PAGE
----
The DOT Helps Drive SodaStream Retail Sales

Sometimes, you just get lucky and get a gift from the marketplace, just like the one many investors received yesterday when the opportunity to purchase shares of SodaStream International (NASDAQ:SODA) on sale by nearly 8% intraday came about. What caused the sell-off in shares of SODA yesterday was on the minds of thousands of investors, especially those who piled in over the last few weeks. I will get back to the cause for the sell-off momentarily, but first let's talk about short interest.

Many investors saw the momentum behind shares of SODA over the last two months, and when they took a peek at the short interest… need I say more? Presently, near 50% of the float is held short, but yesterday is just another example of why investors should not expect a "short squeeze," according to the investing text book example of a "short squeeze." A text book example of a short squeeze is rapid, volatile and results in a sustained price movement, holding a base level well below where the subsequent short squeeze took place. In the case of SODA, and as is clearly depicted by the Nasdaq short interest report, SODA did not experience any such short squeeze, but rather a healthy long and drawn out period of short covering, which helped in part to increase the PPS. Secondly, the short interest reversed dramatically as of the very latest Nasdaq short interest report. So if you are an investor looking for a short squeeze in SODA, you might be better off investing in SODA based on the fundamentals, which are far less speculative and therefore, more defined.

Shares of SODA took a dramatic turn downward yesterday after word hit the Street that the Department of Transportation (DOT) regulations now consider empty CO2 cylinders to be HAZMAT, which led to a decision by carriers such as UPS and FedEx to stop picking them up from private homes (or drop-off locations) due to the fact that residences are not HAZMAT certified. SodaStream continues to work collaboratively with the DOT, UPS and FedEx to evaluate alternative solutions for residential returns, and will provide an update on any developments as soon as they become available.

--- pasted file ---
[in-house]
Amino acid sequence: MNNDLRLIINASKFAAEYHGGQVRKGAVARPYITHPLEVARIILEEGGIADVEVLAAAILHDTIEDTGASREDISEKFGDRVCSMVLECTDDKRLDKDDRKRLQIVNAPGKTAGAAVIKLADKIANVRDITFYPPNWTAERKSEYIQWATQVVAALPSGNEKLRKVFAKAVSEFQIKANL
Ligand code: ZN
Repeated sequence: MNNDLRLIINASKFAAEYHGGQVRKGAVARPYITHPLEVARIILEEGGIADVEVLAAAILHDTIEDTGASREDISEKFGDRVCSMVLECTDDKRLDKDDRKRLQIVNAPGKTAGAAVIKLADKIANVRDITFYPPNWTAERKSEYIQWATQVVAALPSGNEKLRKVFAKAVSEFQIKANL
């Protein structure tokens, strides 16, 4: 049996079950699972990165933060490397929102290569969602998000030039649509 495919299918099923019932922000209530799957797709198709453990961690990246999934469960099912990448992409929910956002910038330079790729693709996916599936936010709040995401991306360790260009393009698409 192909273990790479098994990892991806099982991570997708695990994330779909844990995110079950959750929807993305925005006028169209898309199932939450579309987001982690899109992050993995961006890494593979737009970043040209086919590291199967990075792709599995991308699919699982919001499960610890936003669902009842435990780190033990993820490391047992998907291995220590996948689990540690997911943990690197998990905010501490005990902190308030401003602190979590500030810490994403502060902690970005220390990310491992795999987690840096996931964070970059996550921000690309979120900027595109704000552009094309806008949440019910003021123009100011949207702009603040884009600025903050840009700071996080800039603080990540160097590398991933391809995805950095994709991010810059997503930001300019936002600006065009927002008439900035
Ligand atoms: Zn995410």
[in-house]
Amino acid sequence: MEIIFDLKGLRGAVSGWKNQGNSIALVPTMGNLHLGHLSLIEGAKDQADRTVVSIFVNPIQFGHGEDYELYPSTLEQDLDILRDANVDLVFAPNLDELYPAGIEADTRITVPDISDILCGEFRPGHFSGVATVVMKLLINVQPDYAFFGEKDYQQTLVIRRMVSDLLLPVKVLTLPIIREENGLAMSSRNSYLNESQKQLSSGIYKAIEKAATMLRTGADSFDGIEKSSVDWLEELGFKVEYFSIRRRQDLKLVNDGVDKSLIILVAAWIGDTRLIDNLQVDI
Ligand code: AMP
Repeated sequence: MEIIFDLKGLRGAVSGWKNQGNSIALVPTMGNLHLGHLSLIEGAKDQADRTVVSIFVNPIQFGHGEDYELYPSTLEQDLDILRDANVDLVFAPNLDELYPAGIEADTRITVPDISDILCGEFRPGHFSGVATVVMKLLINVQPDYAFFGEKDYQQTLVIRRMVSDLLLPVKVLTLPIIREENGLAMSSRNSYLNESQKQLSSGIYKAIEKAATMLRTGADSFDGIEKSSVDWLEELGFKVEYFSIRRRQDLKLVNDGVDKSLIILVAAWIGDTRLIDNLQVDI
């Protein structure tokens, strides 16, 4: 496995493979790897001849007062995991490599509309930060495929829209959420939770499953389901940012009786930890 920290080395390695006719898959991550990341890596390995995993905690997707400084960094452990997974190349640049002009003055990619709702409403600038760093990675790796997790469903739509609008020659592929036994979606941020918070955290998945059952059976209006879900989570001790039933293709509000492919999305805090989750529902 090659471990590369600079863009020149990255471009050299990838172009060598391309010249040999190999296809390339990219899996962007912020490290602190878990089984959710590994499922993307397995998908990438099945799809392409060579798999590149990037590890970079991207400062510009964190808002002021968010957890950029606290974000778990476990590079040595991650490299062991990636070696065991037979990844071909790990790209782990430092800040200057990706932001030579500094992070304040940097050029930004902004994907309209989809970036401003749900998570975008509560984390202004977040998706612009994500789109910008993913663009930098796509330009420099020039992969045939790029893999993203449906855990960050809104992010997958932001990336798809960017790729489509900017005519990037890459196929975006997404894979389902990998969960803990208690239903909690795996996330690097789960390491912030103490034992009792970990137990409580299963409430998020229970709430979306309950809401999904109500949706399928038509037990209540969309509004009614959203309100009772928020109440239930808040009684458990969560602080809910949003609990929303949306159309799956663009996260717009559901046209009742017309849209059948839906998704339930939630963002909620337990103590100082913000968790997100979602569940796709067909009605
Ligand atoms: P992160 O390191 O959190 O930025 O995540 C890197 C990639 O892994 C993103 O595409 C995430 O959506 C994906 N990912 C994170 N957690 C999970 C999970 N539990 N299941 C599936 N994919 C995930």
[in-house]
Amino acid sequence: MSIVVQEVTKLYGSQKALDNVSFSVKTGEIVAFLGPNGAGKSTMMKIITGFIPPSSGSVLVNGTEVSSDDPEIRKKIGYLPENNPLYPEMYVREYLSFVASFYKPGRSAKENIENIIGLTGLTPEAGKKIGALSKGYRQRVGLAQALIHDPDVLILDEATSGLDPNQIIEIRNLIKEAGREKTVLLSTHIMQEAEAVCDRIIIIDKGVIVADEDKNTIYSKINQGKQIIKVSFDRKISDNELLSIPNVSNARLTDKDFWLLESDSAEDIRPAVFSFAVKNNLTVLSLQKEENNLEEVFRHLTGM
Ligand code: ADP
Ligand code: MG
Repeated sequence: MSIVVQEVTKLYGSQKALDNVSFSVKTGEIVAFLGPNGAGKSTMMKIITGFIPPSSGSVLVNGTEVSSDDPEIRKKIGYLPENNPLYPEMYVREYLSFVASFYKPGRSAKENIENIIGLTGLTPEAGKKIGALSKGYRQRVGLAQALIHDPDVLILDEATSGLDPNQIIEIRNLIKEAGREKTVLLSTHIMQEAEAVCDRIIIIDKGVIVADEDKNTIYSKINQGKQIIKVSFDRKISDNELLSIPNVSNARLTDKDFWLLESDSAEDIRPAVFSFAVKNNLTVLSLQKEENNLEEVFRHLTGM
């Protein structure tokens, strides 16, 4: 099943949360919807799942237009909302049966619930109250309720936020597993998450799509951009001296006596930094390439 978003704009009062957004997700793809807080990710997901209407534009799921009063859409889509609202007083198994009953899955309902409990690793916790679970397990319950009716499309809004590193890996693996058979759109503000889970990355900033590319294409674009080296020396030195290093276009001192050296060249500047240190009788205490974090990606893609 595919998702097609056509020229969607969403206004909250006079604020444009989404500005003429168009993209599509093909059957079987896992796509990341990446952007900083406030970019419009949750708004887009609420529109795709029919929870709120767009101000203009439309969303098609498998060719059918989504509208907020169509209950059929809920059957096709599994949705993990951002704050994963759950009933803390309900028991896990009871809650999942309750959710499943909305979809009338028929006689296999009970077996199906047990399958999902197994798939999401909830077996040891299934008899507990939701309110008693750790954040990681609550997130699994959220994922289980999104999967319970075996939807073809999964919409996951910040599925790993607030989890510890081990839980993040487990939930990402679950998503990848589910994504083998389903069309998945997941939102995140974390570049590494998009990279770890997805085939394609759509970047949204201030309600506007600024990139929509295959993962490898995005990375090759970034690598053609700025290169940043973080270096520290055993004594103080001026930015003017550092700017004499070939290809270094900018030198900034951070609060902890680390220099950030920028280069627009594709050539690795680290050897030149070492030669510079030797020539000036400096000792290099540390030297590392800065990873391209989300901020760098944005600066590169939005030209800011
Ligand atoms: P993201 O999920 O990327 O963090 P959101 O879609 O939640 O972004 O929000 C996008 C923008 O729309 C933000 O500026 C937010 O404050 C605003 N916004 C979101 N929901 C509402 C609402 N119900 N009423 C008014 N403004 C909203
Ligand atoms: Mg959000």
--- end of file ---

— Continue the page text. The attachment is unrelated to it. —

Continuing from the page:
So let's evaluate what this means for SodaStream and its respective customers, as well as investors. First, the DOT's decision basically slaps a HAZMAT label on used residential CO2 canisters/cartridges. Generally, this means that UPS or FedEx can't pick-up CO2 canisters/cartridges from residents that are not HAZMAT certified, and most residences are not HAZMAT certified. Now, if you want to order your full spare CO2 on-line from SodaStream, eBay (NASDAQ:EBAY), Amazon (NASDAQ:AMZN) or any online retailer, this is still no issue, as all retailers who sell CO2 for SodaStream are HAZMAT certified. Therefore, UPS and FedEx can always deliver CO2 to the consumer without worry. Brick and mortar retailers who currently sell and exchange CO2 to the public ARE NOT affected by the DOT regulation because they are all HAZMAT certified. HAZMAT certification is one part of the process retailers go through before adopting the CO2 exchange and sale program with SodaStream. You can still go to your local Wal-Mart (NYSE:WMT), Macy's (NYSE:M) Williams-Sonoma (NYSE:WSM), Staples (NASDAQ:SPLS) or Bed Bath and Beyond (NASDAQ:BBBY). There are current over 9,000 retail locations in the U.S. where the consumer can exchange his/her CO2 canister.

Taking this issue one step further, let's look at the SodaStream business to better understand the implications from the DOT regulation. SodaStream does less than 2% of CO2 60L sales through residential pick up and delivery during the year. One more time for those not paying attention -- less than 2% during the year. It is a miniscule and almost irrelevant part of its overall business. And it is likely that this less than 2% will simply start doing their exchanges at retail locations. With that in mind and understanding that more than 98% of SodaStream CO2 sales transactions in the U.S. take place at a retail location, SodaStream prefers this entirely. SodaStream wants its customers to visit retailers because this will produce more impulse buys or need-based buys on the part of the customer as they frequent retailers more often during the year. In fact, attempts to steer customers towards its retail distribution partners. See a syrup, pick it up, and all day long you'll have… well, soda. So as you can clearly see through carefully researched information, the DOT decision could actually be beneficial for SodaStream.

In closing, I'm sure the SodaStream long investors were grateful for the sale on SODA yesterday, as for many, it represented a buying opportunity. This is not to say that the share price couldn't get any cheaper, but we are pleased to shed light on the recent facts regarding the DOT regulations and how very little the regulation will affect SodaStream.

Disclosure: I have no positions in any stocks mentioned, and no plans to initiate any positions within the next 72 hours. I wrote this article myself, and it expresses my own opinions. I am not receiving compensation for it (other than from Seeking Alpha). I have no business relationship with any company whose stock is mentioned in this article.